Fructose/metabolism , Gluconacetobacter/enzymology , Hexosyltransferases/metabolism , Oligosaccharides/metabolism , Pichia , Catalysis , Glycosylation , Hydrolysis , Kinetics , Substrate Specificity , Yeasts
13.
Genet. mol. res. (Online) ; 3(3): 432-440, 2004. ilus, graf
Article in English | LILACS | ID: lil-482166

ABSTRACT

Human consumption of soy-derived products has been limited by the presence of non-digestible oligosaccharides (NDO), such as the alpha-galactooligosaccharides raffinose and stachyose. Most mammals, including man, lack pancreatic alpha-galactosidase (alpha-Gal), which is necessary for the hydrolysis of these sugars. However, such NDO can be fermented by gas-producing microorganisms present in the cecum and large intestine, which in turn can induce flatulence and other gastrointestinal disorders in sensitive individuals.The use of microorganisms expressing alpha-Gal is a promising solution to the elimination of NDO before they reach the large intestine. In the present study, lactic acid bacteria engineered to degrade NDO have been constructed and are being used as a tool to evaluate this solution. The alpha-Gal structural genes from Lactobacillus plantarum ATCC8014 (previously characterized in our laboratory) and from guar have been cloned and expressed in Lactococcus lactis. The gene products were directed to different bacterial compartments to optimize their possible applications. The alpha-Gal-producing strains are being evaluated for their efficiency in degrading raffinose and stachyose: i) in soymilk fermentation when used as starters and ii) in situ in the upper gastrointestinal tract when administered to animals orally, as probiotic preparations. The expected outcomes and possible complications of this project are discussed.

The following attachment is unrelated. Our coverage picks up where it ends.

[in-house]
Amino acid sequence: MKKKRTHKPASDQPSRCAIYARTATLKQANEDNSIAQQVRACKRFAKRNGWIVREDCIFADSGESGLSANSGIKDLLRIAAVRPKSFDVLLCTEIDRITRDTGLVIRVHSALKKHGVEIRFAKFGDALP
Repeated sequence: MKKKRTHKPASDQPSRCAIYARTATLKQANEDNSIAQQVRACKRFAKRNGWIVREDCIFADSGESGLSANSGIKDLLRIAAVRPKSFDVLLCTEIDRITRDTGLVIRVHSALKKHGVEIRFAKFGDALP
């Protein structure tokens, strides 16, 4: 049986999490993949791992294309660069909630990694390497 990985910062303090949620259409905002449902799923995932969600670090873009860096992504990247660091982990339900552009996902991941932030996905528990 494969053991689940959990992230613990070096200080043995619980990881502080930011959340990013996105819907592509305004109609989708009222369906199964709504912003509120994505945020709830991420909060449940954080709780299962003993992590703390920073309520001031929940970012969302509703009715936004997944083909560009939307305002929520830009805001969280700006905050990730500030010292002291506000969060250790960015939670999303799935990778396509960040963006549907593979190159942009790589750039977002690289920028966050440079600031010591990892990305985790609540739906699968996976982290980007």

Subject(s)
Animals , Digestion , Lactobacillus plantarum/metabolism , Lactococcus lactis/metabolism , Soy Milk/chemistry , Oligosaccharides/metabolism , Raffinose/metabolism , alpha-Galactosidase/genetics , Cultured Milk Products , Fermentation , Food, Genetically Modified , Lactobacillus plantarum/growth & development , Lactococcus lactis/growth & development , Probiotics , Rodentia , alpha-Galactosidase/metabolism
15.
Indian J Biochem Biophys ; 1993 Dec; 30(6): 333-40
Article in English | IMSEAR | ID: sea-27084